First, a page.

Congress Taking Steps To Limit Sales of Data Brokers

Luke Allen, Editor

Congress and civil rights activists are pushing for legislation that would severely limit the ability for data brokers to collect information and the types of information they can legally collect. Privacy has become a rising concern in the past few years due to companies like Fog Data Science and other large data broker companies collecting massive amounts of data about people’s lives without them knowing.

Over the past few months the Associated Press has brought to light a large amount of information about how data brokers, namely Fog Data Science, collect data and how that data is sold through tools like Fog Reveal in their investigative series “Tracked”. This information has not gone unnoticed by government officials and civil rights activists who view these companies’ practices as a highly concerning invasion of privacy. Now they are pushing for legislation that would prevent these companies from collecting “sensitive data” mainly being location and health information. 

The main concern arises from Fog Data Science and other companies like it who obtain huge amounts of personal data from common apps like Waze. Fog uses that information to create detailed maps of where people have been over the last month or longer along with likely residencies. These “patterns of life” are sold through their web application Fog Reveal, a subscription based service for law enforcement agencies to help track suspects movements. The concerns arise from the fact that the wide majority of users are completely unaware that their information is being used this way and Fog’s services do not require a warrant for police to use.

As Sen. Ed Markey, a Massachusetts Democrat, puts it, “Americans are increasingly aware that their privacy is evaporating before their eyes, and the real-world implications can be devastating. Today, companies we’ve all heard of as well as companies we’re completely unaware of are collecting troves of data about where we go, what we do, and who we are.” 

In a letter to Lina Khan, the chair of the Federal Trade Commission, Rep. Anna Eshoo of California pushed the Federation to investigate the “significant Fourth Amendment search and seizure concerns” created by Fog Data Science and Fog Reveal’s capabilities. Writing that “The use of Fog is also seemingly incompatible with protections against unlawful search and seizure guaranteed by the Fourth Amendment. Consumers do not realize that they are potentially nullifying their Fourth Amendment rights when they download and use free apps on their phones. It would be hard to imagine consumers consenting to this if actually given the option, yet this is functionally what occurs.”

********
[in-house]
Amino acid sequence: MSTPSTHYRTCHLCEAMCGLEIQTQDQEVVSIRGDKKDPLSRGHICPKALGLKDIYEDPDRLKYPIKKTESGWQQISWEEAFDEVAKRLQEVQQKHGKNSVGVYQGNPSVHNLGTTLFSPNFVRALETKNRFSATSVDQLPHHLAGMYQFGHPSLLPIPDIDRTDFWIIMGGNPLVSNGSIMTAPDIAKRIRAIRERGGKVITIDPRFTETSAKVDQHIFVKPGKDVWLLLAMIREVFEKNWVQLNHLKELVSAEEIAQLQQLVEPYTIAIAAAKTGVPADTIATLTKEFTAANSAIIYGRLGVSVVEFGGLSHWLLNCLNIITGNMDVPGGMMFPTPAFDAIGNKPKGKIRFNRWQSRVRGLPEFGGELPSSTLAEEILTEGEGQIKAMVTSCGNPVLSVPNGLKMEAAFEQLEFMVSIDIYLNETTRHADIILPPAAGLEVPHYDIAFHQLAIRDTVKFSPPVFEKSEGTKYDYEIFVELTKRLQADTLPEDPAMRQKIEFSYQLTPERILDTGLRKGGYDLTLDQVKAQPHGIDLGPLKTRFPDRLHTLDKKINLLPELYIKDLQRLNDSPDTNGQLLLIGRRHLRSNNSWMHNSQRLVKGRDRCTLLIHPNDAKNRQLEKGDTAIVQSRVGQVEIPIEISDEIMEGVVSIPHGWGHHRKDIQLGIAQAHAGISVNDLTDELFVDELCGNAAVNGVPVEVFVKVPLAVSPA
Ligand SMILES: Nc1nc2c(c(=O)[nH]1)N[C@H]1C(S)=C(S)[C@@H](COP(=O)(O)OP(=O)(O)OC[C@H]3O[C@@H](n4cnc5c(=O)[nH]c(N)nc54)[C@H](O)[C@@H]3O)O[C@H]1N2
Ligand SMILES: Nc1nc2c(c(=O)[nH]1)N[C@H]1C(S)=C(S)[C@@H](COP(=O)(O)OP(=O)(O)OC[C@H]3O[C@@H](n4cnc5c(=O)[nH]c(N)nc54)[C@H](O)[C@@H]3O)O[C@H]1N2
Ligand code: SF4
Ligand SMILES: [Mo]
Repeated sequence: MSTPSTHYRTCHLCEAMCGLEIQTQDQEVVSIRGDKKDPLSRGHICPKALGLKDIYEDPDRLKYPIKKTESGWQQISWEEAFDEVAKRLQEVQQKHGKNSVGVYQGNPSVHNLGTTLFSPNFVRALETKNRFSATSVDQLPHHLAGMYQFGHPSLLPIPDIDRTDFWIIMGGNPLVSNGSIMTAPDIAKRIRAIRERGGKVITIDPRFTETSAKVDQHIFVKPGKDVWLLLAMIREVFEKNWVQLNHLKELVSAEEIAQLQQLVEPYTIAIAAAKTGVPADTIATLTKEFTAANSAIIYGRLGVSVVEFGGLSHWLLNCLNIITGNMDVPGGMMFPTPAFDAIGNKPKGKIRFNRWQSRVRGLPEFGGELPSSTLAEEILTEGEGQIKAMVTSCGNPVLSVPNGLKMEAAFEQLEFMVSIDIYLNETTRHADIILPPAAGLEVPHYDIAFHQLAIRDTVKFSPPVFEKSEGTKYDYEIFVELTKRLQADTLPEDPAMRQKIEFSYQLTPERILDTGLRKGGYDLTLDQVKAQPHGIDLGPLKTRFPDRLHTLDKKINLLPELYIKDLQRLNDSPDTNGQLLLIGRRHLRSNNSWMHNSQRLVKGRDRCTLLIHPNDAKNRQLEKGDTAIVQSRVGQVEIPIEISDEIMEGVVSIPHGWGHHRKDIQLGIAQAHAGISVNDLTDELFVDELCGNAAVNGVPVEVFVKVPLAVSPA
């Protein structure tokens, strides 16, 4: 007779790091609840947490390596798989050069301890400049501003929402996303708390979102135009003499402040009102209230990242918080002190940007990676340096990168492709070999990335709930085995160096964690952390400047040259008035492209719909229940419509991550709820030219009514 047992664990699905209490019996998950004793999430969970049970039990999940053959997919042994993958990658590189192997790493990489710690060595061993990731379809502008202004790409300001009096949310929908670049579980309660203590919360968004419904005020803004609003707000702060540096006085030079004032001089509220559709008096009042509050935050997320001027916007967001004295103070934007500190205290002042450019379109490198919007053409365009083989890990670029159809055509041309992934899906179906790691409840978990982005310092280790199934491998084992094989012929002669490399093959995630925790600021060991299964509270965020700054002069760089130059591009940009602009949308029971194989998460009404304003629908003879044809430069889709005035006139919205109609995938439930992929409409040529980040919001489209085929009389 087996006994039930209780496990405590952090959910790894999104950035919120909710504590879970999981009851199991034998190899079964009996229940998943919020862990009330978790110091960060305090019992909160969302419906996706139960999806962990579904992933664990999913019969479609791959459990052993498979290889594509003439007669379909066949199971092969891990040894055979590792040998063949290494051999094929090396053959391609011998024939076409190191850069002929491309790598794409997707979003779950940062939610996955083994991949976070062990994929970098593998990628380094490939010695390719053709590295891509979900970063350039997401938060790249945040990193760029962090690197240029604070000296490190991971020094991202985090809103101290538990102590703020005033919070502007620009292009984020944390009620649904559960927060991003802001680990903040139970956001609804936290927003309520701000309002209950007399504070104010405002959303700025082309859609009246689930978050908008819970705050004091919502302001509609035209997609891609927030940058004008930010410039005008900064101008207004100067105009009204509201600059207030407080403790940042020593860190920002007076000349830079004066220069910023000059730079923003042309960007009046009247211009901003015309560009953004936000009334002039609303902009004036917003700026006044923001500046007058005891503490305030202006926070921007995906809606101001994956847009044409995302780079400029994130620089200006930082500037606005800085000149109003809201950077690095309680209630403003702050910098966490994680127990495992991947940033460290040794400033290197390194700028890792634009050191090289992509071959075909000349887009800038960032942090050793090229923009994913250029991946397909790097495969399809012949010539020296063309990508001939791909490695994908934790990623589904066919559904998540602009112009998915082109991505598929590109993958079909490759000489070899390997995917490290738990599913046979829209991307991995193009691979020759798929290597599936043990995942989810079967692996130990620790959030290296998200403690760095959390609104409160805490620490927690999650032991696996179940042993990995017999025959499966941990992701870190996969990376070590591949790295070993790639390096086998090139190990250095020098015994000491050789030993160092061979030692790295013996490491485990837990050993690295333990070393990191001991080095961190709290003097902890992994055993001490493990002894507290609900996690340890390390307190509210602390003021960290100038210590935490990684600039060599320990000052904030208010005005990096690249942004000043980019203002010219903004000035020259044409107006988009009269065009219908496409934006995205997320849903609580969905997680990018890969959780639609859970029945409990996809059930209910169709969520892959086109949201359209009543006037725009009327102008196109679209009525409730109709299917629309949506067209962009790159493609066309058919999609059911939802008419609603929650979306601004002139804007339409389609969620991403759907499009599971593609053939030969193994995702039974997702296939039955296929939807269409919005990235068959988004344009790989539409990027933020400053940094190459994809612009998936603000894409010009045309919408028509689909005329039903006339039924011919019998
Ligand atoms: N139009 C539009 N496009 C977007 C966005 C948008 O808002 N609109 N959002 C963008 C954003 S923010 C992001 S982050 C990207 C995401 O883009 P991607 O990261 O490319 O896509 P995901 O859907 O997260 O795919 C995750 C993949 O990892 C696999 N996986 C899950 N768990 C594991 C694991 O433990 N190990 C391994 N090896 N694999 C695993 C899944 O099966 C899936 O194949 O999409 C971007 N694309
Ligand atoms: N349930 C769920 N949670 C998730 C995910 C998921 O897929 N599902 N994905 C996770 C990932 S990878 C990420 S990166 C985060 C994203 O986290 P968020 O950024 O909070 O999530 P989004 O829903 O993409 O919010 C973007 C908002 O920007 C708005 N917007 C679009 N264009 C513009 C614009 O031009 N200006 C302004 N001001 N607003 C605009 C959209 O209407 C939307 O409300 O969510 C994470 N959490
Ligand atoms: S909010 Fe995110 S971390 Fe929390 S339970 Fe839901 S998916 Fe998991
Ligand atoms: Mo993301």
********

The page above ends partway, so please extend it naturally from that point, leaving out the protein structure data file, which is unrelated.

The bill which was introduced by Senator Elizabeth Warren earlier this year addresses these concerns by aiming to severely limit the kinds of information that data brokers can collect. This bill categorizes a “data” broker as “a person that collects, buys, licenses, or infers data about individuals and then sells, licenses, or trades that data.” This means that if enacted the bill would pertain to any and all companies that collect or sell “sensitive data”. 

Many politicians on both the Republican and Democratic side agree that the ability for companies to gather and sell data should be severely reduced. While the new pending legislation is meant to target companies like Fog and Kochava, a data broker that was sued by the Federal Trade Commission last month over selling data that violates rules the commission enforces. 

On the other hand It is important to understand that selling user data to advertisers is the main way that many companies make their money and that restricting their ability to do so may have unexpected impacts on services as businesses are forced to change monetization methods.

Seeing this kind of response from government officials to a rapidly evolving legal landscape is a promising sign towards a new digital age where users will not have to fear having their personal data sold to the highest bidder. 


Works Cited:

Jason Dearen, Garance Burke. (2022, September 27). Senators push to reform police’s cellphone tracking tools. Associated Press.

Matthew Guariglia. (2022, September 15). Members of Congress Urge FTC to Investigate Fog Data Science. EFF.

Congress Proposes Legislation Aimed at Data Brokers and Health Information. (2022, June 22). WilmerHale Privacy And Cybersecurity Law.

Bennet Cyphers. (2022, March 19). Google Says It Doesn’t ‘Sell’ Your Data. Here’s How the Company Shares, Monetizes, and Exploits It.